The Seattle School was honored to partner with the Justice Conference as a simulcast site for the Seattle area on February 21-22. An annual event featuring prominent voices in the Christian conversation on social justice, The Justice Conference “educates, inspires and connects a generation of men and women around a shared concern for biblical and social justice, the vulnerable and oppressed.” The Seattle School was honored to partner with the Justice Conference as a simulcast site for the Seattle area on February 21-22. A gathering that “educates, inspires and connects a generation of men and women around a shared concern for biblical and social justice, the vulnerable and oppressed,” The Justice Conference is a prominent Christian voice
In tandem with the simulcast of The Justice Conference, The Seattle School hosted pre-conference workshops facilitated by Dr. Caprice D. Hollins, Dr. Ron Ruthruff, Rev. Dr. Liz Mosbo VerHage, and Richard Kim, MDiv. We connected with Richard, who also serves as The Seattle School’s Intercultural Credibility Coordinator, after the event to learn more about the conversations taking place during the conference and our role as a community and a city to carry on The Justice Conference’s message.
The Seattle School: What were some prominent conversations happening during the pre-conference workshops at The Seattle School? How do these conversations reflect/impact the Seattle community? The Seattle School community?
Richard Kim: Seattle has a vibrant and diverse justice community and my co-facilitator, Rev. Dr. Liz Mosbo VerHage, and I were able to meet a lot of amazing passionate people doing good work. Events like The Justice Conference create important opportunities to step back from the work of justice to think about the why, how, and consider for whom and by whom the work of justice is done. Each participant brought with them a unique experience, perspective and voice to the conversation.
People in Seattle are wrestling with the important issues locally and globally. An important conversation I recognized is the challenges arising from a rapidly changing culture. Whether it’s neighborhoods wrestling with changes from demographic shifts or considering technologies impact on justice work, people are becoming more aware of the impact of culture which reveals some of the inherent complexity of justice work.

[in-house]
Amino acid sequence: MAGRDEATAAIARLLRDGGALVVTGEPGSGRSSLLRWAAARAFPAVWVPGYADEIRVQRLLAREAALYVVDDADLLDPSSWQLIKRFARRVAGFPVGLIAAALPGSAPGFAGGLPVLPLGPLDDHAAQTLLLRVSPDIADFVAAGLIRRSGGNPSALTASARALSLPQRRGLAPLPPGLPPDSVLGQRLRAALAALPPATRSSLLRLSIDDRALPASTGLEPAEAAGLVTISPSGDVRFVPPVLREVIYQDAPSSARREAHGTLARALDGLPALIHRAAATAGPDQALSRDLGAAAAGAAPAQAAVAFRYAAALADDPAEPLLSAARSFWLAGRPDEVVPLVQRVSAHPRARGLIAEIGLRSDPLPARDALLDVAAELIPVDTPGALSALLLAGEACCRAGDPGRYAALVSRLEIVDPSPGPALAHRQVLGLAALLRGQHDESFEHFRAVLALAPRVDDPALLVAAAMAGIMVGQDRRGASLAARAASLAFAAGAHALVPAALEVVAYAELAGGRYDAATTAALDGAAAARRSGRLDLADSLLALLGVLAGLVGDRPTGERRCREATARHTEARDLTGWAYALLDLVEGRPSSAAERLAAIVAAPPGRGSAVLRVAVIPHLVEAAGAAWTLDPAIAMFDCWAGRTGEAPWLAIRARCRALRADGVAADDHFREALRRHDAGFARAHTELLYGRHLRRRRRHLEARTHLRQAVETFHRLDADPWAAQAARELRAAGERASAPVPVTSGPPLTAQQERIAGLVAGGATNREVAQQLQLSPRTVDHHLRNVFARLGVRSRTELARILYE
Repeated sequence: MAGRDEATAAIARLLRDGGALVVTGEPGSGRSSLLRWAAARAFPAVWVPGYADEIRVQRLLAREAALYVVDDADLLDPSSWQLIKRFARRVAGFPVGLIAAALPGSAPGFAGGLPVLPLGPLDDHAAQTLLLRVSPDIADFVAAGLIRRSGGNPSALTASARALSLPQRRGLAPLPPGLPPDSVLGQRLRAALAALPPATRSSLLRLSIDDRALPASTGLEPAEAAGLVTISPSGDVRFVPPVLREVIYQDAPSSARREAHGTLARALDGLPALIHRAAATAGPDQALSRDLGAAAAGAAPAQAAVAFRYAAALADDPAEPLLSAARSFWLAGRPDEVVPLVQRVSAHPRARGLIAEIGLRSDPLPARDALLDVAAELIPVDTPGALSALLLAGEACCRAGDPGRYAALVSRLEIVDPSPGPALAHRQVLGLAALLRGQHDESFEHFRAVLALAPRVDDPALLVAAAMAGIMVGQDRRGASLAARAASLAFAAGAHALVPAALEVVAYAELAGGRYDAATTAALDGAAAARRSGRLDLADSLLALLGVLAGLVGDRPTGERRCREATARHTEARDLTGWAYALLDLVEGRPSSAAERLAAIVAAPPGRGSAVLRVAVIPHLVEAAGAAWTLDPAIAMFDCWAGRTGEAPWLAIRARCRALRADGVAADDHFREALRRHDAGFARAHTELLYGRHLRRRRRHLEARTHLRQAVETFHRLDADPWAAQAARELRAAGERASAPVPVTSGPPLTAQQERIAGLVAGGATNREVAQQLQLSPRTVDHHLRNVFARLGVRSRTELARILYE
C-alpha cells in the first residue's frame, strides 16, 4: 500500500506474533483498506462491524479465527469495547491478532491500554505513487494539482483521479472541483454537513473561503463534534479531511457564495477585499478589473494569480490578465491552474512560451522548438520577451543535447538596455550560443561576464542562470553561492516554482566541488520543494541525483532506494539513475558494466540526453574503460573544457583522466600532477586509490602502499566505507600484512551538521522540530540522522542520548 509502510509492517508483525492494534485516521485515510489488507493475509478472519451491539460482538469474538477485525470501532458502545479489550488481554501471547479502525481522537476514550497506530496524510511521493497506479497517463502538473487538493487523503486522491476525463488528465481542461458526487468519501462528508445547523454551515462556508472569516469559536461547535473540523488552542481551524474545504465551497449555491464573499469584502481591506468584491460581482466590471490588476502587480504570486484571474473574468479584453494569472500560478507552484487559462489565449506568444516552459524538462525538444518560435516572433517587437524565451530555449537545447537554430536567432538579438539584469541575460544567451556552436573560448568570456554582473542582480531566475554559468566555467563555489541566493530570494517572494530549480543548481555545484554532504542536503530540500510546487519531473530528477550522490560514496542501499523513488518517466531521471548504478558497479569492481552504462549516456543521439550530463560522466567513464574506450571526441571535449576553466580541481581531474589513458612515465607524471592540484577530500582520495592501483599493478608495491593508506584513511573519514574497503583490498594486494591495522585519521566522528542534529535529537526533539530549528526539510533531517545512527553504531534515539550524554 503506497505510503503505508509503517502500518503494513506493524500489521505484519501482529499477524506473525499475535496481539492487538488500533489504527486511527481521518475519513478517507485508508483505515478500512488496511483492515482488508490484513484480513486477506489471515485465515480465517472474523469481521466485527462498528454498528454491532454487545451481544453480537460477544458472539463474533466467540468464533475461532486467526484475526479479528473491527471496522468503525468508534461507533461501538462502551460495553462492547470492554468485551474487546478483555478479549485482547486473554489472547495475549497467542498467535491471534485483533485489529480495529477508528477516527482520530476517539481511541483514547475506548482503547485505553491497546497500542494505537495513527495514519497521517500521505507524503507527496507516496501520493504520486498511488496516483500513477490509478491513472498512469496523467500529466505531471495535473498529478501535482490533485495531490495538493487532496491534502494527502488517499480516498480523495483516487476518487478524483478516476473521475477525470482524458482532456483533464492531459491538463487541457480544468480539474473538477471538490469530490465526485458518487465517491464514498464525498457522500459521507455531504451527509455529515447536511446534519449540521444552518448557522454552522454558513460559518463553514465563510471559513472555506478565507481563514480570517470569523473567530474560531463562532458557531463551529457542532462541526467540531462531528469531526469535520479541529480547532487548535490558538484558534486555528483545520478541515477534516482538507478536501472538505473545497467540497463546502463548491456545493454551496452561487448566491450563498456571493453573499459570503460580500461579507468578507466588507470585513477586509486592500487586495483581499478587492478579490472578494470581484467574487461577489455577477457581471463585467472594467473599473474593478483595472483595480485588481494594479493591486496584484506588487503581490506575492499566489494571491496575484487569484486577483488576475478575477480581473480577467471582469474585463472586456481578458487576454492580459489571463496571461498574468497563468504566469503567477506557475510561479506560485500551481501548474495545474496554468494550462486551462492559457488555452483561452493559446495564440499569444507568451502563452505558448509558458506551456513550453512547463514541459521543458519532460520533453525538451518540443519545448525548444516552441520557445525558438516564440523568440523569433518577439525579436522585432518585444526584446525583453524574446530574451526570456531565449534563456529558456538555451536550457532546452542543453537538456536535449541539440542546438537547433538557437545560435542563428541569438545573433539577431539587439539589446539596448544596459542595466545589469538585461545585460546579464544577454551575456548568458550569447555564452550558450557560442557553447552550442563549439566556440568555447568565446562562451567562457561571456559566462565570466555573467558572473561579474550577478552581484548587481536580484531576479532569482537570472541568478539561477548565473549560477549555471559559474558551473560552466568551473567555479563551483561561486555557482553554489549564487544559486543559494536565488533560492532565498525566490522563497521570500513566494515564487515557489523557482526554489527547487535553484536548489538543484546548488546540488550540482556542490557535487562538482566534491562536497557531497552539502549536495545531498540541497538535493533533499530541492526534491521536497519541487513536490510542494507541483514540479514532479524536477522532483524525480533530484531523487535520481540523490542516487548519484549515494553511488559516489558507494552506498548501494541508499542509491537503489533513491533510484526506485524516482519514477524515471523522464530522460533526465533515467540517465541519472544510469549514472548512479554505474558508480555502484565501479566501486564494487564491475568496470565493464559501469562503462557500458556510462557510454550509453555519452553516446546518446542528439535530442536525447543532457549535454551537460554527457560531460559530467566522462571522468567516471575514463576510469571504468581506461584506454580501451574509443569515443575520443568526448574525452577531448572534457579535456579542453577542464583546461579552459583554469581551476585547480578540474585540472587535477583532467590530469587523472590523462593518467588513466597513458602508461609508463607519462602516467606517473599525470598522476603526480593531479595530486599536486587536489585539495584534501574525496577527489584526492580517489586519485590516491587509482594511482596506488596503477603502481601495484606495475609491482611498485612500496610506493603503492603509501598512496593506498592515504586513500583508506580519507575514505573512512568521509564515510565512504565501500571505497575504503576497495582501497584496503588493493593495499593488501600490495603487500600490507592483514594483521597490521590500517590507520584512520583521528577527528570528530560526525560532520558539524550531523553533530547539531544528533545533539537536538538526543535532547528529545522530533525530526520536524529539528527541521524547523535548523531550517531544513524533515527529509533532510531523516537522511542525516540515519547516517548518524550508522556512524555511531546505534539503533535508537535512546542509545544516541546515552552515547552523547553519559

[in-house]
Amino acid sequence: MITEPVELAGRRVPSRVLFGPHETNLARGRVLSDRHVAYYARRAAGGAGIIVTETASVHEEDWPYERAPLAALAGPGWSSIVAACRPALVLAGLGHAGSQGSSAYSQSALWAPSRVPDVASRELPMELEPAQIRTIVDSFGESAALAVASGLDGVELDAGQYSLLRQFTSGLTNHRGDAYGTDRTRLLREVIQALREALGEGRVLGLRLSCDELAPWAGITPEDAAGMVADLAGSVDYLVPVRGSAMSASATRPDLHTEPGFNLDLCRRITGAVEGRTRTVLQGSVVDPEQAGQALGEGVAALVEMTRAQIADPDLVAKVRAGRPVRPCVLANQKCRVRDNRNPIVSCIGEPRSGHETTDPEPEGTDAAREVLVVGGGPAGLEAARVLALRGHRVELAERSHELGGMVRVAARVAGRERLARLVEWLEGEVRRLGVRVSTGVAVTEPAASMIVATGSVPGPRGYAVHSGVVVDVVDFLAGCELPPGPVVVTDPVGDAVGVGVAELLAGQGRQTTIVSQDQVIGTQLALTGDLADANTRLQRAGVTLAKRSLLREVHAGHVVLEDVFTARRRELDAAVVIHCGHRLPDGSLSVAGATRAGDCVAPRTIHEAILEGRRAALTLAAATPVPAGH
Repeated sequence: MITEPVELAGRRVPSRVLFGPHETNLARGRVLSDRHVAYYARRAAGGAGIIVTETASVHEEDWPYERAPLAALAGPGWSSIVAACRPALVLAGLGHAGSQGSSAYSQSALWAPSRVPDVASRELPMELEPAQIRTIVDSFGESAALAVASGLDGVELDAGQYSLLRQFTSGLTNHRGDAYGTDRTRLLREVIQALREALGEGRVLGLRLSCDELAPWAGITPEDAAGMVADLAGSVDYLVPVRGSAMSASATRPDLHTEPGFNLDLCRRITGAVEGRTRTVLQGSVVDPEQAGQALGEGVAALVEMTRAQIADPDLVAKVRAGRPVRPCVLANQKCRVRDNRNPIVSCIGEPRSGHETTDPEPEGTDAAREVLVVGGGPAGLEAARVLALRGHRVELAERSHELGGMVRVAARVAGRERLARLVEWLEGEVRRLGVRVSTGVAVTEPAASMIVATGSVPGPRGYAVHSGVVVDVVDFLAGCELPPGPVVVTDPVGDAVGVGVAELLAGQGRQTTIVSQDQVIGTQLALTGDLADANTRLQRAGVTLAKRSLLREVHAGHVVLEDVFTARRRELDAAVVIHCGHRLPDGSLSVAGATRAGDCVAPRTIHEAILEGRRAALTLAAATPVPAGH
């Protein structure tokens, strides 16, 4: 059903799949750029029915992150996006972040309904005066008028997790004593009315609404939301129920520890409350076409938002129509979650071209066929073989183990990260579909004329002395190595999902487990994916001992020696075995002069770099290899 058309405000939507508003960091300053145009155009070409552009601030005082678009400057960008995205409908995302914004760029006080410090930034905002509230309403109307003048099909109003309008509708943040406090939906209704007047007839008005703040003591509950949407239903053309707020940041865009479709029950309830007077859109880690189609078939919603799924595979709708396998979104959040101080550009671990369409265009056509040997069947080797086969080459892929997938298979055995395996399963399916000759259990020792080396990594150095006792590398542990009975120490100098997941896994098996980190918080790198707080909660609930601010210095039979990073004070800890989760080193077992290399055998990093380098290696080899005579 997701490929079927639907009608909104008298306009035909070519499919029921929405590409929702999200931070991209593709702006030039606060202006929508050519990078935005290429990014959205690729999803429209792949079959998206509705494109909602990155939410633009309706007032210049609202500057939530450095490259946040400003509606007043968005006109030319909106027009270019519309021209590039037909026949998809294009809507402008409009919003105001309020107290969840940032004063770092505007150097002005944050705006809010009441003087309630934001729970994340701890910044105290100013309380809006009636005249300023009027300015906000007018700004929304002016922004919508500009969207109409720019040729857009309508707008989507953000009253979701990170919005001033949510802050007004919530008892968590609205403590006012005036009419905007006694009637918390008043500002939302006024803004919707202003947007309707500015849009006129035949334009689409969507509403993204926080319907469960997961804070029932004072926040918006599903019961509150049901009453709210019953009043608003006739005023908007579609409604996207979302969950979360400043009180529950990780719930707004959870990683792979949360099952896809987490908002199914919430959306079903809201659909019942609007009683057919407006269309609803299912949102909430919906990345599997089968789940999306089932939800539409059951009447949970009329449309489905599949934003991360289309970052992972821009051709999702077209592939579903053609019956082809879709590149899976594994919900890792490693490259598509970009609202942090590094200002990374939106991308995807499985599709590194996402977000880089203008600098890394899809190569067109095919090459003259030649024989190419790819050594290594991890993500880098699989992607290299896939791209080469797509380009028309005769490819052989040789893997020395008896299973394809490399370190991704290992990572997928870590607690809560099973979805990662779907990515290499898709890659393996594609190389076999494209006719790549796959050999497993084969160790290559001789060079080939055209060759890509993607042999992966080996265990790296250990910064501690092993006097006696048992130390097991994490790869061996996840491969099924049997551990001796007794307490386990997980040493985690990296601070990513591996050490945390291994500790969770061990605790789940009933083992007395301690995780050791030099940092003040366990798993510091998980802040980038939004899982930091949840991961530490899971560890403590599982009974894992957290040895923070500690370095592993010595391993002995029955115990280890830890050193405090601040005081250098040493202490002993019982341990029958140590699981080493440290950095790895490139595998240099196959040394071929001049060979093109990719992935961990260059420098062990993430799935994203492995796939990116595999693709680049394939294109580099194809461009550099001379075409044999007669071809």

In recognizing how culture shapes us and our perception of others, we are able to better engage others for the goodness of all. Seattle is a unique place with a culture all its own. Engaging in conversations like The Justice Conference Seattle, The Seattle School is able to lend a voice to a necessary conversation both as an institution that has something to say and one that recognizes the importance of listening well.
The Seattle School: What were your thoughts The Justice Conference itself? What were some of the main take-aways and how can The Seattle School participate in carrying on the message of The Justice Conference?
Richard: The Justice Conference provided many great opportunities to connect with local people who are passionate about justice. Justice is a complicated subject because it is one of those categories that calls us to critically engage ourselves and others. The conversation my co-facilitator, Rev. Dr. Liz Mosbo VerHage, and I hoped to facilitate was to speak to the complexity of justice work using the lens of culture and identity.
We often don’t realize just how much our identities and values are shaped by place. Without the ability to be critically aware of that fact, people risk simply living out of their own subjective sensibilities. The work of justice is based on mutuality for the common good. If we fail to do the work of critically engaging ourselves, we run the risk of simply casting our values on to others with dire consequences.
The Seattle School plays an important role as an institution that trains graduates to engage in the work of justice. We offer students the skills necessary to be attuned to others interpersonally and attentive to the impact of experiences through the lens of text, soul and culture. By being active in these conversations internally and with the surrounding community locally and globally, we become active participants with the ability to impact and be impacted.